John Bittrolff arrest 'miracle of modern DNA science,' DA Thomas Spota says
New DNA evidence provided the missing link that led to the arrest of a Manorville carpenter in connection with the killing of two women about 20 years ago, Suffolk authorities said Tuesday.
John Bittrolff, 48, a married father with two children, was arrested Monday and charged with two counts of second-degree murder in the killings, which occurred in November 1993 and late January 1994, police said.
He was ordered held without bail during an arraignment in Central Islip attended by both his relatives and those of one of the victims. It was unclear whether he entered a plea. Bittrolff is accused in the strangling and beating deaths of Rita Tangredi, 31, of East Patchogue, and Colleen McNamee, 20, of Holbrook.
Both women were believed to be prostitutes, authorities said. Investigators first made the connection to Bittrolff after DNA taken from his brother Timothy matched DNA from semen found inside the bodies of both women and stored in a state database, said a source familiar with the investigation.
Bittrolff's brother was convicted of criminal contempt for violating protective orders and therefore was required to submit his DNA to the database last year, officials said.
Suffolk police said they have additional evidence linking Bittrolff to the killings, but declined to give details.
Focus on a lone killer
Detectives long suspected the same perpetrator in the cases because both bodies were positioned similarly and the same "significant piece of wardrobe" was missing from the crime scenes, Suffolk District Attorney Thomas Spota said, declining to elaborate. Bittrolff lived in the Shirley-Mastic area at the time of the killings, he said. McNamee's body was found in Shirley and Tangredi's in East Patchogue.
Bittrolff is also being investigated in a third cold case homicide of a woman found posed in a similar way, authorities said.
Assistant Suffolk District Attorney Robert Biancavilla said in court that DNA from the Tangredi and McNamee crime scenes was that of "a single-source male." The Suffolk crime lab was able to "enhance" those samples and, over the course of a long investigation, "an exemplar DNA sample" was obtained and matched to both victims.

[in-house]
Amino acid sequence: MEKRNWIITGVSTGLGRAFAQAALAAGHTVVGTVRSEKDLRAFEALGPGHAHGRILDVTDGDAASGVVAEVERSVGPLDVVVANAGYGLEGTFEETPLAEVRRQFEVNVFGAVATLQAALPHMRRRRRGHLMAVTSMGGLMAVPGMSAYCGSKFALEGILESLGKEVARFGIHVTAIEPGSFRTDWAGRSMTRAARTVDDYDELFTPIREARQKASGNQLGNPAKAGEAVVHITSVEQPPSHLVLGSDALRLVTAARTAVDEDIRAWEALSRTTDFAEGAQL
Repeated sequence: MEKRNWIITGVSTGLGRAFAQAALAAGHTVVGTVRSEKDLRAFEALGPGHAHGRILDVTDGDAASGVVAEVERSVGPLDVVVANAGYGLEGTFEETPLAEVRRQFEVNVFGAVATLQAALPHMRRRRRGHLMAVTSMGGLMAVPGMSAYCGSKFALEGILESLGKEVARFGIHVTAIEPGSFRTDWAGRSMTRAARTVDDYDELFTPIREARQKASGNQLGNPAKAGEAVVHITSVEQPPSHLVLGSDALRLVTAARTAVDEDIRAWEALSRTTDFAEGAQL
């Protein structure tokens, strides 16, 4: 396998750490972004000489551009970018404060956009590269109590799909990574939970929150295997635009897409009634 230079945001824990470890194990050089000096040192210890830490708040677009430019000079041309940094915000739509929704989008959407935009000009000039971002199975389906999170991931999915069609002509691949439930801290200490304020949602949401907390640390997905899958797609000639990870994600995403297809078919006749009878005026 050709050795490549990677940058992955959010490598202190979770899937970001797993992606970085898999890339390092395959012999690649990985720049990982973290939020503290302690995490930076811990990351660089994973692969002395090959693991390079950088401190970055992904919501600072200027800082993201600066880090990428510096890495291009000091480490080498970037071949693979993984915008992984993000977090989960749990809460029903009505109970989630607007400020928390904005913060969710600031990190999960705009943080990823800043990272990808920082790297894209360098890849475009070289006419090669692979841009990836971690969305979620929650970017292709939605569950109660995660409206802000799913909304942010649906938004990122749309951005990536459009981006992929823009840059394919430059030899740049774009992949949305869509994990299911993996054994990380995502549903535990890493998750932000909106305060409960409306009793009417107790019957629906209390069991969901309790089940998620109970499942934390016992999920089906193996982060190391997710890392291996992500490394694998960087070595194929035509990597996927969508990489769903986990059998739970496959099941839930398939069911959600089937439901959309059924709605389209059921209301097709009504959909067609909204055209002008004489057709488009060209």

Biancavilla said that once Bittrolff was taken into custody Monday, police obtained his DNA after he "drank a glass of water" and matched the sample from that cup to the murder scene samples. The case will be presented to a grand jury Thursday, he said.
Bittrolff's attorney, Harry Tilis of Bohemia, requested Bittrolff be released on cash bail of $50,000 or $75,000, calling the married father of two children a "family man."
Tilis disputed the strength of the prosecution's DNA evidence, specifically Biancavilla's assertion that the crime lab had enhanced the DNA found at the crime scenes.
"Changed evidence does not make a strong case," Tilis said in court. He declined to comment afterward.
Family members of both the accused killer and the victims reacted emotionally at the arraignment. A man who identified himself as Tangredi's son cried during the hearing, but declined to speak to reporters afterward.
Bittrolff's supporters also sobbed in court. One of Bittrolff's brothers told reporters: "We love him very much."
In a brief phone conversation from his North Carolina home, Lawrence McNamee, Colleen's father, said it took "a long time for the wounds to heal and now it's all being brought up again. At least the last bit of justice will be done."
There is no evidence tying Bittrolff to the Gilgo Beach slayings, one of the largest and most baffling homicide cases ever in Suffolk County.
"The evidence recovered from the bodies of Tangredi and McNamee, the manner in which their bodies were found and the crime scenes are unique to them, and very distinctly different from the Gilgo crime scenes," Spota said.
Ties to third death probed
But investigators are trying to determine if the carpenter also killed Sandra Costilla, 28, found strangled in November 1993 in a wooded area of North Sea. Spota said her manner of death and the positioning of her body point to a connection with the two other women. But unlike theirs, Costilla's body was mutilated after her death, officials said.
Spota asked for the public's help in piecing together the movements of Bittrolff and the women in the early 1990s. He held up an old photo of Bittrolff to show what he may have looked like, one that was taken when he was arrested in 1990 on assault.
Spota said Bittrolff "has an arrest record that predates the murders," but "has never been arrested since," so his DNA was not in the state database established in 1996.
"Had this DNA been required in 1990, certainly this crime would have been solved a lot sooner," Spota said.
Both Tangredi and McNamee were strangled and sustained a severe blow to the head, which the medical examiner ruled was the cause of death in both cases.
Tangredi was found on Nov. 2, 1993, a day after she was last seen hitchhiking on Montauk Highway, east of County Road 101 in East Patchogue, officials said. The driver of an all-terrain vehicle found her partly buried body in an abandoned East Patchogue housing development.
A little more than two months later, the parents of McNamee, a 1991 Sachem High School graduate, reported her missing to Suffolk police.
On Jan. 30, 1994, McNamee's body was found after an anonymous caller told them about a woman's nude body in Shirley just off the eastbound service road of the Long Island Expressway near the William Floyd Parkway exit. McNamee was last seen on Jan. 5, 1994, getting into a small blue car in front of a diner in Islandia.
At the time of her disappearance, McNamee was an outpatient of the South Shore Treatment Center in Islandia, authorities said.